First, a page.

Davies, B. (2017) The entangled enlivening of being: feminist research strategies in the early years. In K. Smith, K. Alexander, and S.       

                   Campbell (Eds) Feminism(s) in Early Childhood. Using Feminist Theories in Research and Practice. Singapore: Springer. 65-74.

  Davies B. (2016) Gendering the subject in playful encounters. In Lynch, S., Pike, D., and a Beckett, C. (Eds) Multidisciplinary Perspectives on Play from Birth and Beyond. Singapore: Springer ISBN: 978-981-10-2641-6 (Print) 978-981-10-2643-0 (Online)

             Davies, B. (2016) Emergent Listening. In N.K. Denzin and M.D.Giardina (Eds) Qualitative Inquiry through a Critical Lens. Routledge:

                    New York. 73-84

   Davies, B. (2016). Ethics and the new materialism A brief genealogy of the ‘post’ philosophies in the social sciences. K. G. Nygren, A. Johansson, S. Nyhlén & E. Söderberg (Eds.) KO. Festskrift till Siv Falgren. Forum for Gender Studies Working paper series 2016: 10 Mid Sweden University Härnösand/Sundsvall/Östersund 111-132

Davies, B. (2014) Legitimation in post-critical, post-realist times, or whether legitimation? In A. D. Reid, E. P. Hart and M. A. Peters (eds.) A Companion to Research in Education. Springer. (pp. 443-450)


Davies, B. (2013) A feminist line of flight with the fairy who wouldn’t fly. In E. Sodergerg, M. Osterberg and B. Formark (Eds). Flicktion. Perspectiv pa flickan I fiktionen. Malmo: Universus Academic Press.


 Davies, B. (2013) Normalization and emotions. In K. G. Nygren and S. Fahlgren (Ed) Mobilizing Gender Research: Challenges and Strategies. Forum for Gender Studies Mid Sweden University working Papers 5 (pp. 21-30)


Davies, B. (2013) A feminist poststructural approach to environmental education research. In Robert B. Stevenson, Michael Brody, Justin Dillon, & Arjen E. J. Wals (Eds) International Handbook of Research on Environmental Education. (pp. 480-486) New York: Routledge with AERA


Davies, B. (2011) Listening. A radical pedagogy. In Fahlgren, S. (Ed). Challenging Gender: Normalization and Beyond. Forum for genusvetenskap: Mid-Sweden University, Sundsval


Davies, B. (2009). Life in Kings Cross. A play of voices. In A. Jackson & L. Mazzei (Eds.)Voice in Qualitative Inquiry: Challenging Conventional, Interpretive and Critical Conceptions in Qualitative Research. (pp. 197-220)New York: Routledge.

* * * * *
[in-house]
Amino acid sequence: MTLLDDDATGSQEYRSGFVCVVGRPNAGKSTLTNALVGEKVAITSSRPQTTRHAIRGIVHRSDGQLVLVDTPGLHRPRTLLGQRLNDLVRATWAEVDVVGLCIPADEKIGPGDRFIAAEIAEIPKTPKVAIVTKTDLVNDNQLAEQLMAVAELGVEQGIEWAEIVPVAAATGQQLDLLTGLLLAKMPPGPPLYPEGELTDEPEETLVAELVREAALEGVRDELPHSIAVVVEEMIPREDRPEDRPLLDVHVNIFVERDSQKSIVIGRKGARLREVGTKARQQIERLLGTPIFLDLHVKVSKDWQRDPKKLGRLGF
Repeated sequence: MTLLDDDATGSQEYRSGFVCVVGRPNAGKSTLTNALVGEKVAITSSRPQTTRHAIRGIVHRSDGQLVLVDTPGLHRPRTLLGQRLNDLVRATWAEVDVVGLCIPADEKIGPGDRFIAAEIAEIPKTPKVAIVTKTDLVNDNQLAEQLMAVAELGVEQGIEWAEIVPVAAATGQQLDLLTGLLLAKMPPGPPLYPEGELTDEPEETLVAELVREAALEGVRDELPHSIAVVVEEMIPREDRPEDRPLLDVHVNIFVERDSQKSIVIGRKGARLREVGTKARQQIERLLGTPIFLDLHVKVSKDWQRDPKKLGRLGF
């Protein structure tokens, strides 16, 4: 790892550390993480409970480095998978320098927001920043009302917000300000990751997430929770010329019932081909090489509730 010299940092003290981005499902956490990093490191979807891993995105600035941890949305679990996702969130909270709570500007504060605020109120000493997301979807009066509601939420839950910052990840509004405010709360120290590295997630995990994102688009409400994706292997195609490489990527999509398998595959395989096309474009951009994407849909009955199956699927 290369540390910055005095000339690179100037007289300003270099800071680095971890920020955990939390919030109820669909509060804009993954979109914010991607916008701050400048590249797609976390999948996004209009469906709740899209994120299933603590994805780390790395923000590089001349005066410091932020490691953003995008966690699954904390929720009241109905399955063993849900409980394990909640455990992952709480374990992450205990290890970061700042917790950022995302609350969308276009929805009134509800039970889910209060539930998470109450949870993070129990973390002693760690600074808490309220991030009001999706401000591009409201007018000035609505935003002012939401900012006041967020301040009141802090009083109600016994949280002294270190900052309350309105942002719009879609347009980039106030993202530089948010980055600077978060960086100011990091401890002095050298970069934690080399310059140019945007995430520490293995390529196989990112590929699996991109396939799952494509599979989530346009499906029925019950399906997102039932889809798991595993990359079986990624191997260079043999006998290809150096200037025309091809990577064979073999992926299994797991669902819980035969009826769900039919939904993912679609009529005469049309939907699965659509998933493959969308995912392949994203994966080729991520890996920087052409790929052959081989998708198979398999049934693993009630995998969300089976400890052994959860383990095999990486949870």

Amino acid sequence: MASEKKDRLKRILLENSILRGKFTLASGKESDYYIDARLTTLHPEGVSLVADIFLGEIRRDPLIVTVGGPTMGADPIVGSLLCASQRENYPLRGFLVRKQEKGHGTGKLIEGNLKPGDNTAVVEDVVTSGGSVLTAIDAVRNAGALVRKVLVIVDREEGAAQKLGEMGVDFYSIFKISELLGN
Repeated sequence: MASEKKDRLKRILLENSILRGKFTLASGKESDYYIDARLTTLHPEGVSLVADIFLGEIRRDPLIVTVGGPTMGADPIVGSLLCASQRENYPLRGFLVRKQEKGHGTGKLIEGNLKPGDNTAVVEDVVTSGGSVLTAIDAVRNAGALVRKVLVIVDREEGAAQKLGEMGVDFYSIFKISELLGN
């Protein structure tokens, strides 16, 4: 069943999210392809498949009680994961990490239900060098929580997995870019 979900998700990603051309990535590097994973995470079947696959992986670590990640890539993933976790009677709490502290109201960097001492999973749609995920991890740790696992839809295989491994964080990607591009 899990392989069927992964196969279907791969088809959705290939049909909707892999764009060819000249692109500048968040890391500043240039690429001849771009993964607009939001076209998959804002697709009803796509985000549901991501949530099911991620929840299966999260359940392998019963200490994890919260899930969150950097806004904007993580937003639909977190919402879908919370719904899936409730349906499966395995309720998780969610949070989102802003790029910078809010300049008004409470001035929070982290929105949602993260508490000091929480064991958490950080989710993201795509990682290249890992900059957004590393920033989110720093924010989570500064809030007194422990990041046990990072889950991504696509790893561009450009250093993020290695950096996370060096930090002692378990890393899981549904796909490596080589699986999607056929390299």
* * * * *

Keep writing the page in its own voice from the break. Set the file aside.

Davies, B. (2008) Practicing collective biography. In A. Hyle and J. Kauffman (Eds.)Dissecting the Mundane: International perspectives on memory-work. (pp. 58-74)University Press of America

Davies, B. (2008). Re-thinking ‘behaviour’ in terms of positioning and the ethics of responsibility. In A. M. Phelan & J. Sumsion (Eds.) Critical Readings in Teacher Education. Provoking Absences (pp. 173-186) Sense Publishers: Netherlands.

Davies, B (2009). (trans) K. Zabrodska, Jak znovu-promyslet 'chovani' v pojmech umistovani a etiky odpovednosti, Biograf

Davies, B. (2006). Identity, Abjection and Otherness: Creating the self, creating difference. In M. Arnot & M. Mac an Ghaill, The Routledge Falmer Reader in Gender and Education (pp. 72-90). London: Routledge. (previously published as Identity, abjection and otherness: creating the self, creating difference.  International Journal for Equity and Innovation in Early Childhood 2 (1): 58-80, 2004.) 

Davies, B. (2003). Working with primary school children to deconstruct gender. In C. Skelton & B. Francis (Eds.), Boys and Girls in the Primary Classroom (pp. 134-151). Maidenhead: Open University Press.

Davies, B. (2003). Positioning the subject in body/landscape relations. In R. Harré & F. Moghaddam (Eds.), The Self and Others: Positioning Individuals and Groups in Personal, Political and Cultural Contexts (pp. 279-295). Greenwood: Praeger. 

Davies, B. (2003). Dissemination, or critique and transformation? In B. Francis & C. Hughes (Eds.), Disseminating Qualitative Research. (pp. 110-122). Maidenhead: Open University Press.